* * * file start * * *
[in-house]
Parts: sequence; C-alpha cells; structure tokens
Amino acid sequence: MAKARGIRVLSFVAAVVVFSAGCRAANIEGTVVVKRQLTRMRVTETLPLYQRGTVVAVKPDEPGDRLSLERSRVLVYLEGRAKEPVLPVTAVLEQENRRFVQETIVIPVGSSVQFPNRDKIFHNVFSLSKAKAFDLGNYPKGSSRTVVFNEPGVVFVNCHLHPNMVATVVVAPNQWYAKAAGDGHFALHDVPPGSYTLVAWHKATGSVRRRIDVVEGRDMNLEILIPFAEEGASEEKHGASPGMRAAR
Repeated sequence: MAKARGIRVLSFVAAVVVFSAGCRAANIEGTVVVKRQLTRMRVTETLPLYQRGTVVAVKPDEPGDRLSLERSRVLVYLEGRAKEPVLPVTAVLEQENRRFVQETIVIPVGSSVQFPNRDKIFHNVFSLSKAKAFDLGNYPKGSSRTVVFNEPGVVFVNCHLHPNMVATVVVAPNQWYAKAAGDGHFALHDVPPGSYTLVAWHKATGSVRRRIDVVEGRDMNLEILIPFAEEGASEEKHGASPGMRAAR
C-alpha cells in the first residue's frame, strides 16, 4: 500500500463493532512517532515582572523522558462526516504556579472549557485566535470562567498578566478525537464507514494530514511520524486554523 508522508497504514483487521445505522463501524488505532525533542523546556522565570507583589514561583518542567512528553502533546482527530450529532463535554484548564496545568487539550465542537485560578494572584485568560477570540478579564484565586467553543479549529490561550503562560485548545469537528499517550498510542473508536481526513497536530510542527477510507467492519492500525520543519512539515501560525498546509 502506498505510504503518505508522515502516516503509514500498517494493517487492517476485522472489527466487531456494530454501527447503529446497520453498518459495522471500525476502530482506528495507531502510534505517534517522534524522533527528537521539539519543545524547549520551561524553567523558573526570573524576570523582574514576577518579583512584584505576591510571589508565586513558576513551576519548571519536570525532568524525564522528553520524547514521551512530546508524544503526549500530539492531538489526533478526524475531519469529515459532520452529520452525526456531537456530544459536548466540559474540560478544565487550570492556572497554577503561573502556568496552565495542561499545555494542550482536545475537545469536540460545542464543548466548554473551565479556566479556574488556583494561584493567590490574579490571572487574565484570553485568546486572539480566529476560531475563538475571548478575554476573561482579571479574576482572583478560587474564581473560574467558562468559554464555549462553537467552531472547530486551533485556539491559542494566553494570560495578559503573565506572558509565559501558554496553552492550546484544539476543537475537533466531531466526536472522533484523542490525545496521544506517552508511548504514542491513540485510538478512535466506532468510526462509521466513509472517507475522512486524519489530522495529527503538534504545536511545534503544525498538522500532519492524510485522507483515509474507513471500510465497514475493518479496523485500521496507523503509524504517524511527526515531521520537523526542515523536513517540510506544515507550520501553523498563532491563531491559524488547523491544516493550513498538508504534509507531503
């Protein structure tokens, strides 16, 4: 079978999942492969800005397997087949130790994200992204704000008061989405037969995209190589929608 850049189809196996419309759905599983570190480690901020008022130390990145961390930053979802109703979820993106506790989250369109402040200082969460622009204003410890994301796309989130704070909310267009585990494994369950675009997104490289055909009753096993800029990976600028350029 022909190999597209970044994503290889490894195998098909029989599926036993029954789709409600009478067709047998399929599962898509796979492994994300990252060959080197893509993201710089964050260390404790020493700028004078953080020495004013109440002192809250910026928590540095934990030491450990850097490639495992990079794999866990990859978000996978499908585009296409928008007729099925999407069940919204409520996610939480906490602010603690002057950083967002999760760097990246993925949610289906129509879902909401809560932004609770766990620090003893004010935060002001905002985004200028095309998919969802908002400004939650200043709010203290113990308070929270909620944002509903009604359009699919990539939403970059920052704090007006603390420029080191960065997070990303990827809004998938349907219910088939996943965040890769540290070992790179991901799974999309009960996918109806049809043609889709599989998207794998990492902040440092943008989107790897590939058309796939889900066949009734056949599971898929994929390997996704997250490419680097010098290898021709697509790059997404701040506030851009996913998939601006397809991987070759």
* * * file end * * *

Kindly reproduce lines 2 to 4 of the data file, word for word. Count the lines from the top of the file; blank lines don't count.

Parts: sequence; C-alpha cells; structure tokens
Amino acid sequence: MAKARGIRVLSFVAAVVVFSAGCRAANIEGTVVVKRQLTRMRVTETLPLYQRGTVVAVKPDEPGDRLSLERSRVLVYLEGRAKEPVLPVTAVLEQENRRFVQETIVIPVGSSVQFPNRDKIFHNVFSLSKAKAFDLGNYPKGSSRTVVFNEPGVVFVNCHLHPNMVATVVVAPNQWYAKAAGDGHFALHDVPPGSYTLVAWHKATGSVRRRIDVVEGRDMNLEILIPFAEEGASEEKHGASPGMRAAR
Repeated sequence: MAKARGIRVLSFVAAVVVFSAGCRAANIEGTVVVKRQLTRMRVTETLPLYQRGTVVAVKPDEPGDRLSLERSRVLVYLEGRAKEPVLPVTAVLEQENRRFVQETIVIPVGSSVQFPNRDKIFHNVFSLSKAKAFDLGNYPKGSSRTVVFNEPGVVFVNCHLHPNMVATVVVAPNQWYAKAAGDGHFALHDVPPGSYTLVAWHKATGSVRRRIDVVEGRDMNLEILIPFAEEGASEEKHGASPGMRAAR